It’d also be a good idea to avoid using any rare limited edition Joy-Con controllers if you’re lucky enough to have them. If your cousin/sibling/dad doesn’t accidentally fling them across the room during a spirited game of 1-2-Switch, there’s a non-zero chance they’ll drop them in a bowl of tepid custard instead, and nobody wants to spend the rest of dinner comforting you as you ugly-sob ‘But I had to buy a Let’s Go! Pikachu Edition Switch to get those!’ into the good tablecloth next to a bowl of gently steaming roast potatoes.

Tip #4 – Be a digital Santa

So. Many. Switches.
So. Many. Switches. (Image: Nintendo)

Is someone else in your family a huge fan of Animal Crossing or Pokémon? Then send them something special, right from the comfort of your Switch! It’s never been easier to share a custom-made virtual Christmas jumper design with a loved one or swap specially bred Pikachus and shiny Wooloos, whether they’re in the same room or thousands of happy miles away, slapping on sun protection on a warm beach in Opposite Land Australia.

You’ve given someone a thoughtful gift, and you haven’t had to spend a single penny. They may or may not be acutely aware of this fact. It’s the thought that counts, right?

Tip #5 – Keep it fun

Definitely get your rich cousins to bring all their Switches.
Definitely get your rich cousins to bring all their Switches. (Image: Nintendo)

Making a six-year-old cry because 200cc races are the only ‘real’ Mario Kart 8 races is going to get you hastily crossed off everyone’s Christmas card list, as is the old ‘It’s not my fault they weren’t good enough to stay on the course’ excuse.

Likewise, insisting everyone plays Smash Bros. Ultimate using your elaborate tournament-legal settings when the only other person still half-awake only vaguely remembers ‘green Mario’ from their youth and is splayed out on the sofa nursing a belly full of cranberry sauce and mulled wine isn’t a great idea either.

Remember, it’s not a merry multiplayer meet-up unless everyone’s having a good time, even if that means subtly throwing a match or two. They can face your unbridled gaming might another day.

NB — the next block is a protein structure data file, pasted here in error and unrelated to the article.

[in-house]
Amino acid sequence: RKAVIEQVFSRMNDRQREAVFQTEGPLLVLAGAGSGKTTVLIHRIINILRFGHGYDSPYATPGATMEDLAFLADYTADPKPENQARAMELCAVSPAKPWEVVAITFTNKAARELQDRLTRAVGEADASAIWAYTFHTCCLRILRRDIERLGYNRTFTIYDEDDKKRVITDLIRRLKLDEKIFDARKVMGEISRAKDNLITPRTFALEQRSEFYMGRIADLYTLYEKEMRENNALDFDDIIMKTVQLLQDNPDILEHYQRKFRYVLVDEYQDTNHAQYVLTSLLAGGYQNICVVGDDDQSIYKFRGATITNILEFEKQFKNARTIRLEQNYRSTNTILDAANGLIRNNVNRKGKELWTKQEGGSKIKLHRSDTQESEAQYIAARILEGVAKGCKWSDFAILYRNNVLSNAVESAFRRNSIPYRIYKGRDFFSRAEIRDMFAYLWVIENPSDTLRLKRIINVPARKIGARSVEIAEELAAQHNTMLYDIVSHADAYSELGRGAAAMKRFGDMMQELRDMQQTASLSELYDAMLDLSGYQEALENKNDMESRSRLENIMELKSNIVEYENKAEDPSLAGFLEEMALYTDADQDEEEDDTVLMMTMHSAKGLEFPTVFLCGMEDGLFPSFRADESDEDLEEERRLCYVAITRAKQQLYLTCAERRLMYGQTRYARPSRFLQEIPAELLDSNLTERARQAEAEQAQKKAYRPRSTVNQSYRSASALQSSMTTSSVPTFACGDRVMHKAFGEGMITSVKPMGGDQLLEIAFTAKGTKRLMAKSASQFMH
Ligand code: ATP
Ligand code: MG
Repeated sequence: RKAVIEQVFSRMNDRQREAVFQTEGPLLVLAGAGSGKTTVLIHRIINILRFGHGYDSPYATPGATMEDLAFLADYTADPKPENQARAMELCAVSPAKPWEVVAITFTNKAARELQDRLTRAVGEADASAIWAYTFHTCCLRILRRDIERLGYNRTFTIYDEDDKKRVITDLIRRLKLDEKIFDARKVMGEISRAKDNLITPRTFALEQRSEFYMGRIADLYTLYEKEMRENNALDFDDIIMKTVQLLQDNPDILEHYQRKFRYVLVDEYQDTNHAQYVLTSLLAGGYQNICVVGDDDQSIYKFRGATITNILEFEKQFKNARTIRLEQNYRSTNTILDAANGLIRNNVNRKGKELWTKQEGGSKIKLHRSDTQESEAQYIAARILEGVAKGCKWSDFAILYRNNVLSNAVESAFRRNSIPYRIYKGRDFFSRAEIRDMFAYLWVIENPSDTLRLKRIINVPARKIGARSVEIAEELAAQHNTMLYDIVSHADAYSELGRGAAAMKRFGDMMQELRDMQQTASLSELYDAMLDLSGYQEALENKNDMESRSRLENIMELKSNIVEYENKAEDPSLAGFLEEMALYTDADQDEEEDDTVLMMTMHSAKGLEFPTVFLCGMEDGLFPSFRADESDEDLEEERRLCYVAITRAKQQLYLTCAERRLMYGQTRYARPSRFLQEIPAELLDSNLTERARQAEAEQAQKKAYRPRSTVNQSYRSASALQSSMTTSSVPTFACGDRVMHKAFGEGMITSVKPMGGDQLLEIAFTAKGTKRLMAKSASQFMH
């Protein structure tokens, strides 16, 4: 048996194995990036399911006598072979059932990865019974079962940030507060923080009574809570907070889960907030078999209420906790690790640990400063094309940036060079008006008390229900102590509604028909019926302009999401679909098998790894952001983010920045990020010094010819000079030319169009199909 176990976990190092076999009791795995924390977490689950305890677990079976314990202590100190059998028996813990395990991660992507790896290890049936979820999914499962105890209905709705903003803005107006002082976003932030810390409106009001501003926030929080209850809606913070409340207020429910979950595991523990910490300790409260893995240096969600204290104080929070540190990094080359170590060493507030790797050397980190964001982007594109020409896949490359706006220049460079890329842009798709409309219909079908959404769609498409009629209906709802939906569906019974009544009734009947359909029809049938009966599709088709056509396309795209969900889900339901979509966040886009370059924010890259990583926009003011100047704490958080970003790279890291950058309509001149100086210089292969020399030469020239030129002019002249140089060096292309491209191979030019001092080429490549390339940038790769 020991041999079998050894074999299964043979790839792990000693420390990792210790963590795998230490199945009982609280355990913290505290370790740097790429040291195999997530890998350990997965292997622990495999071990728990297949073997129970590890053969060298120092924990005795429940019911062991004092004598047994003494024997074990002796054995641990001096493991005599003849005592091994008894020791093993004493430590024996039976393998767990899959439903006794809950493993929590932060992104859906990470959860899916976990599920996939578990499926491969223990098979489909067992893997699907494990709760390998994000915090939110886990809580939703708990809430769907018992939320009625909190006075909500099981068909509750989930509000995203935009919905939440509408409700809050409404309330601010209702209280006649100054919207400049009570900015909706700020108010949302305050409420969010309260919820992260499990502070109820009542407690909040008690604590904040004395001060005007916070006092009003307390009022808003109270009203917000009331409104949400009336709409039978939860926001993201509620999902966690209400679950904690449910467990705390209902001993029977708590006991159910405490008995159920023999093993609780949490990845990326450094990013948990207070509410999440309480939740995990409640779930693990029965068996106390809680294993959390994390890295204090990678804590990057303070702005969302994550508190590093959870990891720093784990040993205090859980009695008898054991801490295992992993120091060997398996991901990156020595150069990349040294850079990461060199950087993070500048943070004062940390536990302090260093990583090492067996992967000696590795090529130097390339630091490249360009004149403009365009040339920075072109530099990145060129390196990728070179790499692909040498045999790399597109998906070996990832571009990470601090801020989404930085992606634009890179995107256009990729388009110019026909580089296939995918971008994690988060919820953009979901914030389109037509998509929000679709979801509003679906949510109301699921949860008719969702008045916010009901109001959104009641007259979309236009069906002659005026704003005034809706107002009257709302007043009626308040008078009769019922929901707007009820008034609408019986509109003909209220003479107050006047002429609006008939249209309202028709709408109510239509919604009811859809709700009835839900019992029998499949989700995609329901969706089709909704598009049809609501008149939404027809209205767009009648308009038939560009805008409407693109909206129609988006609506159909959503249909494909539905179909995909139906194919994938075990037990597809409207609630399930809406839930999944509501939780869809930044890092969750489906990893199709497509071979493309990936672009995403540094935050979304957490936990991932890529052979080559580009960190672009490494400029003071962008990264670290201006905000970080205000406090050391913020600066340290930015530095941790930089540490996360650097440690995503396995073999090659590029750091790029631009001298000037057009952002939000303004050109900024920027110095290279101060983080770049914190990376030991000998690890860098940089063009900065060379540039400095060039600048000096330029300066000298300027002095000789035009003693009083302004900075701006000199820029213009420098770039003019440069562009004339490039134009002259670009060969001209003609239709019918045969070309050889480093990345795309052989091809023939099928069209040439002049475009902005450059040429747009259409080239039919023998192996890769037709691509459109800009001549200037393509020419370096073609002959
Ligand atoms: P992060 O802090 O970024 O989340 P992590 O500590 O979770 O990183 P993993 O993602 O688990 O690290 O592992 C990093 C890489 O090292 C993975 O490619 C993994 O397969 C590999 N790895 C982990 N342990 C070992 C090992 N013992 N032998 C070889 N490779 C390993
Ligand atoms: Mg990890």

Tip #6 – Keep it simple

"Am I doing it right? Am I a gamer now, then?" Yes, Uncle Phil. You just gamed.
“Am I doing it right? Am I a gamer now, then?” Yes, Uncle Phil. You just gamed. (Image: Nintendo)

Much as we’d like to tell you otherwise, this is not the perfect time to rope two other people who were really only feigning polite interest anyway into playing Secret of Mana through to the end with you. Today is also not the day for an epic Mario Tennis Aces session with formal brackets and seeding. No, not even if there’s definitely enough space in the room for your free-standing white board, matching tournament ladder, and umpire’s chair. Just let everyone hit the ball until they want to do something else and pretend not to mind at all when your uncle wipes the floor with you even though you really were playing at your best.

As a general rule any game you have to explain to people for several minutes before they can play — or that needs a lot of time to set up — is the wrong game for a casual family get-together.

Tip #7 – Keep it short

Better than the Queen's speech, right? Right!?
Better than the Queen’s speech, right? Right!? (Image: Nintendo)

Was a single 9-hole round of Mario Golf: Super Rush more than enough gaming for everyone, even though you spent the past week charging up every Joy-Con you could get your hands on (as we advised in Tip #1) and came to the party wearing a bandolier stuffed with every multiplayer game imaginable? Perfect.

Now’s the time to undock that Switch, load up your favourite single-player game, enjoy yourself and let those still awake enough to do so have the traditional full-blown argument about Die Hard’s status as a holiday movie.

Bliss.


Are you planning on some multiplayer Switch action this holiday season? How do you prepare? What games would you recommend? And most importantly of all, is Die Hard a Christmas movie?